Mihesuah does make an important, and timely, argument pertaining to the many Indian histories written by white scholars. Now being able to stand back and survey an explosion in publications during the 1980s and 1990s all claiming to be "history from the native perspective," Mihesuah finds many white authors, even those highly respected within their fields, turning away from the indigenous voice (oral tradition, interviews) and directing their scholarship only at an academic audience to further their own public careers or personal interests. Her solution: those wishing to know about the history of a particular native group should talk to their ancestors; and those interested in writing Indian history should write it with a purpose to help these people today. Because of the many years of mistreatment, however, many indigenous peoples reject any involvement by white academics. Other avenues for change certainly include having more indigenous scholars in universities building programs of study to address the present-day concerns of natives, as well as having more works published by indigenous community-based historians, poets, and storytellers. But are these the only solutions?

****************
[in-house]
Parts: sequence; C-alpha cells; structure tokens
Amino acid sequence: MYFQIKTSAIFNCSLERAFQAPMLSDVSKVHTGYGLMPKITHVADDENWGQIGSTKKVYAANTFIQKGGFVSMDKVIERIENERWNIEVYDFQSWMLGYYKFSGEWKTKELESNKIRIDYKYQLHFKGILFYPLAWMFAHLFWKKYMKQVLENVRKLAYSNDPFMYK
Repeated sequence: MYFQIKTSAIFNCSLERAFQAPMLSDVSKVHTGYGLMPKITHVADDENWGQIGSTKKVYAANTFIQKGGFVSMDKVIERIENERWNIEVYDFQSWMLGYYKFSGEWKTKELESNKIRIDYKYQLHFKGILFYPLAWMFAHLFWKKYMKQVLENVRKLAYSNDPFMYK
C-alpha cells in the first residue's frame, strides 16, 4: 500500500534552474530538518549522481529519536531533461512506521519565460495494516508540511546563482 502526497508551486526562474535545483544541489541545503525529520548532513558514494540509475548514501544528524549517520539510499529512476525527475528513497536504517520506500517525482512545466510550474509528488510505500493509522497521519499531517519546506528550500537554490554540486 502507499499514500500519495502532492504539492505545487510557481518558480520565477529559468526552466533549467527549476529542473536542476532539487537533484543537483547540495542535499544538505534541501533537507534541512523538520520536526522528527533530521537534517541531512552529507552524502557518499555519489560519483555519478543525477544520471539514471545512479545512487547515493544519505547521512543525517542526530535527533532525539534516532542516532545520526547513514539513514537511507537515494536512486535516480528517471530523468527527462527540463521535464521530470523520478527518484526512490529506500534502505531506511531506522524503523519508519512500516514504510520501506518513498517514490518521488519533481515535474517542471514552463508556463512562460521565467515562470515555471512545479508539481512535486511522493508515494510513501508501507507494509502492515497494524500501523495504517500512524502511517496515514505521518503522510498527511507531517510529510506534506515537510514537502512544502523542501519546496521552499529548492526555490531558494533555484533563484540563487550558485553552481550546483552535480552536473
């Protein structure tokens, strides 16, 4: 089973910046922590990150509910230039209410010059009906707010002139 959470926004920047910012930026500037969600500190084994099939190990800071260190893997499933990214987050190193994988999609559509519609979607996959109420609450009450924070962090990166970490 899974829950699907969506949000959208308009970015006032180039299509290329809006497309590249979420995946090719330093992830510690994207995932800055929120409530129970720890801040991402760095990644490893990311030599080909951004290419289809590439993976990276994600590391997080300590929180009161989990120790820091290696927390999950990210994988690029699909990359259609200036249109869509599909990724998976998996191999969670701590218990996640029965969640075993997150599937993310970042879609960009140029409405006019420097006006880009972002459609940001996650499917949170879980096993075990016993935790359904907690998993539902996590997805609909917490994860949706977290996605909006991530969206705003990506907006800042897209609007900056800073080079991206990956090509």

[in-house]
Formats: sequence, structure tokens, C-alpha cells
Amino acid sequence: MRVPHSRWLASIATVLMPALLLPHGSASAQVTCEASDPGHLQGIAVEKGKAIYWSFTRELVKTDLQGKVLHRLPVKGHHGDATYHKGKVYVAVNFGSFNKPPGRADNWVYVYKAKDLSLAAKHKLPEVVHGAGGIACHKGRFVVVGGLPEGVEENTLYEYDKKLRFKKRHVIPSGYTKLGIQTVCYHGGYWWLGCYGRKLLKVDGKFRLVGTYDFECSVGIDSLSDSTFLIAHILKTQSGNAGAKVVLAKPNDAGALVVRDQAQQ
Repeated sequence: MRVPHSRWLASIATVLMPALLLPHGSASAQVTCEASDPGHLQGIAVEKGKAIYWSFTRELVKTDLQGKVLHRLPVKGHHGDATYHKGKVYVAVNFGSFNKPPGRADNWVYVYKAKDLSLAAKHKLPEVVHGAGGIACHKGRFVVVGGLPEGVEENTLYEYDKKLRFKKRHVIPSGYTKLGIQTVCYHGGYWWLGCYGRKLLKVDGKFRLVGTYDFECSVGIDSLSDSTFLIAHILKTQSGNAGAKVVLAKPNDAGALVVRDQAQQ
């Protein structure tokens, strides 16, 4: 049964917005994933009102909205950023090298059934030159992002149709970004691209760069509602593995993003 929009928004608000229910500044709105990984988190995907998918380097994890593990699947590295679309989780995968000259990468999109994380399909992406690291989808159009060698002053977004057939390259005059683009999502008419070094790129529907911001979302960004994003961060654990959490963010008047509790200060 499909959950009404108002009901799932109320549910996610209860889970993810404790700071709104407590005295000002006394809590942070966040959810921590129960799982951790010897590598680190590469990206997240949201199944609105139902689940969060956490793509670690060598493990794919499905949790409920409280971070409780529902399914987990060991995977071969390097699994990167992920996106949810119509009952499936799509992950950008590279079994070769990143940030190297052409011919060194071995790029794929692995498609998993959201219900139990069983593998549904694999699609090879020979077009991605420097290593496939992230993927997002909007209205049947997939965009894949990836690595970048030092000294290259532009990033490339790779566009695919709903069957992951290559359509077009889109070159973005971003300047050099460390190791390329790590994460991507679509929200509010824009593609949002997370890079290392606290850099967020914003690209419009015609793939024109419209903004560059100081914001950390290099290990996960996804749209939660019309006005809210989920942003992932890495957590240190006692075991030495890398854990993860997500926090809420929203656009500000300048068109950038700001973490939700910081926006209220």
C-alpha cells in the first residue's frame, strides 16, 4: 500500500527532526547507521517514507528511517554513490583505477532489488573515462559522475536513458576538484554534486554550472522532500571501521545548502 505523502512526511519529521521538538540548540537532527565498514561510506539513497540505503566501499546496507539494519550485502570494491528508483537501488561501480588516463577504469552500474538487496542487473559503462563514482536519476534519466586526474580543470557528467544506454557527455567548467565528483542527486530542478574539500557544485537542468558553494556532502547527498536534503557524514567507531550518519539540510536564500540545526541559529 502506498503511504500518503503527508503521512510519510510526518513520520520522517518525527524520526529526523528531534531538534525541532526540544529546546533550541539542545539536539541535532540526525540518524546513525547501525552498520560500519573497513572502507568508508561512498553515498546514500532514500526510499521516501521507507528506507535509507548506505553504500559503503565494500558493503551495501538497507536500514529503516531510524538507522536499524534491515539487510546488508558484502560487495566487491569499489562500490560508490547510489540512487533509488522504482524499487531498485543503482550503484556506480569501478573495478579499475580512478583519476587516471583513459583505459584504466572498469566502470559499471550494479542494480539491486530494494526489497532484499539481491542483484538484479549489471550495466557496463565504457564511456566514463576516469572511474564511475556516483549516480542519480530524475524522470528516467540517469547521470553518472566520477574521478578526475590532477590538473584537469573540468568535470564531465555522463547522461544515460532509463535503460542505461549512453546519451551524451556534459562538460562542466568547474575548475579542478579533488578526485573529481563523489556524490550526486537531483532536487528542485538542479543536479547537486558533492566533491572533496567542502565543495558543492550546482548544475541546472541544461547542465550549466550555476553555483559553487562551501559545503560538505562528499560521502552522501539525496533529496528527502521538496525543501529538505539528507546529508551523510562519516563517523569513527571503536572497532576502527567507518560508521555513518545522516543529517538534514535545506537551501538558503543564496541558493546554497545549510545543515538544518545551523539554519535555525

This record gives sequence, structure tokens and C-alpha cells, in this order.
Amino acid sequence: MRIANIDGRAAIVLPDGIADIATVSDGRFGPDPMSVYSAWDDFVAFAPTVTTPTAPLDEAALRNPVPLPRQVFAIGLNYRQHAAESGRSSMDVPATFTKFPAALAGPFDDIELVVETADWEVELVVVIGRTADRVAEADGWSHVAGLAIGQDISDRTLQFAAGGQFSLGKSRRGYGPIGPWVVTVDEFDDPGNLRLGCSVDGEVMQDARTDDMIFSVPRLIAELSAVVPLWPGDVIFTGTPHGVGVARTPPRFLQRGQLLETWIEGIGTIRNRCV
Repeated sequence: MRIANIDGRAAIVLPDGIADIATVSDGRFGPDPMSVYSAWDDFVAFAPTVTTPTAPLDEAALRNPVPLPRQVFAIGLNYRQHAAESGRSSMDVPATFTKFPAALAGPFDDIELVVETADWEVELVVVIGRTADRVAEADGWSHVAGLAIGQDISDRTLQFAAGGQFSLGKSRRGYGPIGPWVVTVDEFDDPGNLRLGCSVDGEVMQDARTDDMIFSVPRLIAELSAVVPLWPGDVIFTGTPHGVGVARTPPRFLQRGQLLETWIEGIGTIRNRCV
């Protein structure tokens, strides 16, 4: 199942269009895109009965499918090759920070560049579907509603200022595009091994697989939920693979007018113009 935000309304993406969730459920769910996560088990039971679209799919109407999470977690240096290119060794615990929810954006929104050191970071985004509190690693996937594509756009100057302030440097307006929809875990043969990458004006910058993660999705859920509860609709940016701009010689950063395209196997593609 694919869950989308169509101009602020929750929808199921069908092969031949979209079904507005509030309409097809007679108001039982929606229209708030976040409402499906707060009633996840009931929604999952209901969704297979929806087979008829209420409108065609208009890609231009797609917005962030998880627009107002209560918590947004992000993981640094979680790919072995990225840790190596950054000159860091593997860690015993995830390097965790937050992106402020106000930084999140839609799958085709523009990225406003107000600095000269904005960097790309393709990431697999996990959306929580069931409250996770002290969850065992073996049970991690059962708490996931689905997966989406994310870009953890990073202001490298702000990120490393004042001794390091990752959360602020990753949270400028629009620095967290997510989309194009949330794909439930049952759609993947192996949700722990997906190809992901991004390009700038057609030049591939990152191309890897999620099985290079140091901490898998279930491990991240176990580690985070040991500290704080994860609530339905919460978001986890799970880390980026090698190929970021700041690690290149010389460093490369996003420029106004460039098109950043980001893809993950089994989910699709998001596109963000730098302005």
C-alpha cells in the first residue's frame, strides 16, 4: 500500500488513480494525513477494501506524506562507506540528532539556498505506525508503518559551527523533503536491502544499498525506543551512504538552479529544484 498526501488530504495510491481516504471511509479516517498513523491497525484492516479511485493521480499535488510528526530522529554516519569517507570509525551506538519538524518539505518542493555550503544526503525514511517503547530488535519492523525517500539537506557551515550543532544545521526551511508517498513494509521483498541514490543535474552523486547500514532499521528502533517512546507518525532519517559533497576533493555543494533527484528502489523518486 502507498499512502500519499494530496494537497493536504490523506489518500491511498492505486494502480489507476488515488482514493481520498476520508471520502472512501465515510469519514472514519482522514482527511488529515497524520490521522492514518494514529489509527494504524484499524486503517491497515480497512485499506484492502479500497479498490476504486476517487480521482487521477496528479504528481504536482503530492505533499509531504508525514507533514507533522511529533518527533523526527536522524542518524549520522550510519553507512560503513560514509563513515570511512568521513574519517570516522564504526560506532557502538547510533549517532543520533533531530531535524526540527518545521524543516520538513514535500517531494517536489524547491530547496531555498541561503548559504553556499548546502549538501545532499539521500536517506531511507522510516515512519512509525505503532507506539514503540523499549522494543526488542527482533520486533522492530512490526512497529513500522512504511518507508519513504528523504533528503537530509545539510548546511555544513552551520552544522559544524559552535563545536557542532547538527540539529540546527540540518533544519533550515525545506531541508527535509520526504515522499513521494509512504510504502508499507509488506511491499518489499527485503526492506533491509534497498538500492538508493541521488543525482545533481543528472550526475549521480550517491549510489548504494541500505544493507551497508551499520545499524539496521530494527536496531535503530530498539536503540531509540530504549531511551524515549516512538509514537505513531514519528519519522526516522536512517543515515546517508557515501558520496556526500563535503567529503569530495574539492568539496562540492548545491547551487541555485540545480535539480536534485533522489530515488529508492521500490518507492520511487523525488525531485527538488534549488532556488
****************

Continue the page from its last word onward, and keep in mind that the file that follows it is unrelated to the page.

With several of the essays, there are also problems in structure and content. Have all indigenous women, throughout U.S. history, battled the same set of issues? Mihesuah seems to indicate so. Her essay on colonialism and disempowerment treats the wide span and scope of American expansion and its devastating effects without the necessary attention to rigorous intellectual examination, chronology, and detail. Her chapter on the Cherokee Female Seminary, toward the end, demanded more meticulous editorial work, as two paragraphs on two separate pages are almost identical (pp. 78, 80). Readers are better off with her book on the same subject.